Never had so many Americans turned out to vote and rarely had the ballot count kept so many people on tenterhooks about the future. We had some precedents, like the 2000 election, when the feud lasted 36 days. But that was focused on one single state, Florida, where the notorious butterfly ballots handed the presidency to George W. Bush by only 537 votes. His Democrat opponent at the time graciously conceded defeat, thus putting an end to his political career. Do not expect that now.
This time the ballot count lasted from Tuesday until Saturday and the incumbent president is sticking to a script that has been deliberately prepared for months to try and cast doubt on the credibility of the election result and delegitimise Biden’s win.
Months ago Trump began posting Twitter messages claiming that the elections would not be impeccable and early on Wednesday morning he was already using the word “fraud”. In fact, he complained about cheating and mentioned filing lawsuits —which are unlikely to lead anywhere— right from the start of the ballot tally, which added uncertainty and unease. Trump has tried to hold on to the White House with his early morning tweeting and his untimely words on media, but he has lost the elections and the USA will have to show what is left of their best tradition, the kind that is able to bring together dissenting views and survive a megalomaniac.
The question is this: what sort of price is Trump willing to have America pay in terms of democratic credibility and social peace? We will have an answer in the coming days, but the precedents set by the bitter, divisive rhetoric of his term in office does not leave much room for optimism. Still, Donald Trump has lost the elections and he did not expect many Republicans to keep quiet while the votes were being tallied and to refrain from joining his conspiracy theory. Nor did he expect Fox News, the reptile and his master’s voice for the last four years, to stick to the facts about the election result. Joe Biden’s victory anticipates several important home and foreign policy changes, in form and content. Biden is a centrist who has spoken with restraint when referring to his political rivals, a candidate picked so that moderate Republicans wouldn’t be put off. He is a Democrat whose long political record shows a willingness to dialogue and, with Kamala Harris, he went about the campaign trail in a calm, rational, pragmatic manner that has presented them with the chance to turn a new leaf following one of the most indecent periods in American politics.
TRUMPISM ISN’T GOING ANYWHERE
However, Biden’s win does not mark the end of Trumpism. The good results scored by this sort of chaotic, system-challenging, human cannonball that is Donald Trump suggest that he would have been re-elected, were it not for the pandemic.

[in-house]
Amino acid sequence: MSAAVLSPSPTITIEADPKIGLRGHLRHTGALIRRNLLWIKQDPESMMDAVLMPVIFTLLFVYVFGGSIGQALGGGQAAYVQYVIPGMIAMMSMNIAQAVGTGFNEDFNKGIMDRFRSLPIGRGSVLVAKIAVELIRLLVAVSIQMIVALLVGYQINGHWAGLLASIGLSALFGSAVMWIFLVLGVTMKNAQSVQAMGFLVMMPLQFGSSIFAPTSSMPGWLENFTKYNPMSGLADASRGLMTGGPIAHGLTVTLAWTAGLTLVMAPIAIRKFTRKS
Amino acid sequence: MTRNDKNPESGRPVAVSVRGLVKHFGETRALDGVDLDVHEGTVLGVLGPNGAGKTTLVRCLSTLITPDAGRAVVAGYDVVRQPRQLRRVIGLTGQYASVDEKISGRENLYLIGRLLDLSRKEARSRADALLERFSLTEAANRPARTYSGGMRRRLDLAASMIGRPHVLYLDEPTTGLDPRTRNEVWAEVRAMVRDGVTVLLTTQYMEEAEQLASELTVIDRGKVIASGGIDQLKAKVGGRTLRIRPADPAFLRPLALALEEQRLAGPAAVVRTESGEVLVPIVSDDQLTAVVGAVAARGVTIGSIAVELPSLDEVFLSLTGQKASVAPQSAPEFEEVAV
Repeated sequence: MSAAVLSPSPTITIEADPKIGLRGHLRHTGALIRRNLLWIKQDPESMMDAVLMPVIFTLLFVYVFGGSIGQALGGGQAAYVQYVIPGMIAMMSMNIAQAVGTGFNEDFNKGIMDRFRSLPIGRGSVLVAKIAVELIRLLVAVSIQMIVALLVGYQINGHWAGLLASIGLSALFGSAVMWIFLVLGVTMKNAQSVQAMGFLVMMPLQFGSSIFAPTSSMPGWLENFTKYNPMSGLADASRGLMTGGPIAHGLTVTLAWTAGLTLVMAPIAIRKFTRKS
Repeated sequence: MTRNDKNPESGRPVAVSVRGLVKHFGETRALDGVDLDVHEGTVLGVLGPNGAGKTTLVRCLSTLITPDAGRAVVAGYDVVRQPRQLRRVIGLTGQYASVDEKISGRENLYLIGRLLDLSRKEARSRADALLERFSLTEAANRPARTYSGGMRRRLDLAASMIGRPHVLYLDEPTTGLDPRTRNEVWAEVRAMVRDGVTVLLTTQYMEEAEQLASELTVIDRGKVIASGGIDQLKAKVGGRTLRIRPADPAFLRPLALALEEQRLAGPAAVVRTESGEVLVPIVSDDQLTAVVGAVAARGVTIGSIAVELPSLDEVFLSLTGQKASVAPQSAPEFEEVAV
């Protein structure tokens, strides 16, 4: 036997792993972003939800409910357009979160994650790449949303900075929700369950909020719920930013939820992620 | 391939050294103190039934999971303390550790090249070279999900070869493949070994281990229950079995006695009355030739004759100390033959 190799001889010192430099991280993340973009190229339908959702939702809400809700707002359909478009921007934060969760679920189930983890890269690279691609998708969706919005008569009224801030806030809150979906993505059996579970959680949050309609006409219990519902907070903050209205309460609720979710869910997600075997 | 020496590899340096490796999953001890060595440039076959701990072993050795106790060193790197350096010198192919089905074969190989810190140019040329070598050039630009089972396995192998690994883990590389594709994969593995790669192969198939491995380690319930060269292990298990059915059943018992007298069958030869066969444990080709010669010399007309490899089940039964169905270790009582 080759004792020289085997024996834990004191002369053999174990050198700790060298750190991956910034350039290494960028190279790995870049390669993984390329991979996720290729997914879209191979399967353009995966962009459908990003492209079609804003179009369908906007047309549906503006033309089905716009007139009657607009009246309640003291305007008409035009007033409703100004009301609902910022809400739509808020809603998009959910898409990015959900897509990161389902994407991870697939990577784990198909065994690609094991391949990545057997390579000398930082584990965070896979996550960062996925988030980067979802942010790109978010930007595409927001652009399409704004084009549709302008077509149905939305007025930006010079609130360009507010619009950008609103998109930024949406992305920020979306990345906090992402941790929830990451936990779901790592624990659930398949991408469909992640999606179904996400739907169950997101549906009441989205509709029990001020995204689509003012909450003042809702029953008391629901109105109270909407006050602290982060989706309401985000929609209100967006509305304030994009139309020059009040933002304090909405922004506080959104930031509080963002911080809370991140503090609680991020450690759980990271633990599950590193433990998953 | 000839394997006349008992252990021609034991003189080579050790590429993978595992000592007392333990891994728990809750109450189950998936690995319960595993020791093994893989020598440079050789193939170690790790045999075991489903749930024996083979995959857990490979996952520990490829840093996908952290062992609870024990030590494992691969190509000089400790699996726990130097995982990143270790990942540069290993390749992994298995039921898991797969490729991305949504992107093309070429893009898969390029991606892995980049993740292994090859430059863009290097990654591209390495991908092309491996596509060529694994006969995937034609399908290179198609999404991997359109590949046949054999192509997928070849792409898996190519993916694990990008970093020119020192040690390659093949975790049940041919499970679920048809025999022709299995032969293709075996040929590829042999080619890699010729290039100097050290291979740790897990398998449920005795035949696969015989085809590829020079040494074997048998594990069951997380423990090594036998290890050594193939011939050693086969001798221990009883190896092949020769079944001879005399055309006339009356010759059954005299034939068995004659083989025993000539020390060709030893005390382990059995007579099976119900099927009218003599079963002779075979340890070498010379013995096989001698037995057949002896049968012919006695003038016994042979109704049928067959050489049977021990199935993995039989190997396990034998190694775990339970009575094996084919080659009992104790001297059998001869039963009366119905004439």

Trump took the world by surprise in 2016, but this time he nearly won again after four years demolishing, like a wrecking ball, the institutions and conventions that have built the nation politically. Four years stoking the fire of polarisation and fracture, violence and racism, all peppered with lies, have not prevented a good result for Donald Trump.
The political transition will not be easy at all. Trump has until January 20 to insist on his bad behaviour and it is not impossible for him to shred documents, take last-minute military or political decisions, grant official pardons or decide to favour his own business interests.
Why did Trump hold his ground in this election? The economy and a 3 per cent unemployment rate likely played a key role, as well as his lies about a hypothetical lockdown if the Democrats won, the powers of seduction so typical of strongly charismatic individuals like him, and his success at stoking hatred and racism in a shaken society. To quote Thomas Friedman writing for the NYT, “in the 2040s whites will make up 49 per cent of the American people, whereas black, hispanic and mixed-race communities will account for 51 per cent”. The nation is changing and part of the white majority is afraid of the demographic shift, after the economic and industrial changes that Trump has managed to capitalise on.
Trump’s confrontational, divisive stance, combined with his authoritarian personality, seem to provide control when, in fact, they bring chaos. So far his ability to undermine the democratic values from within the White House appears to have run its course, but the human cannonball will keep firing to fulfil his ambition of regaining power for himself —or his family— in order to evade justice. In the meantime, the work to rebuild the nation has begun and Biden will be accompanied by the true change, VP Kamala Harris. I trust her to prove that political decency is possible, that policies hinged on a positive transformation of society are possible, and that lying and showing no scruples isn’t always the answer.
Biden and Harris are seasoned politicians, the exact opposite of Trump’s boastful ignorance. Half the nation and half the world look forward to returning to multilateral action in the struggle against climate change and bringing back decency and integrity as the values to pass on to future generations. In short, to being able to breathe.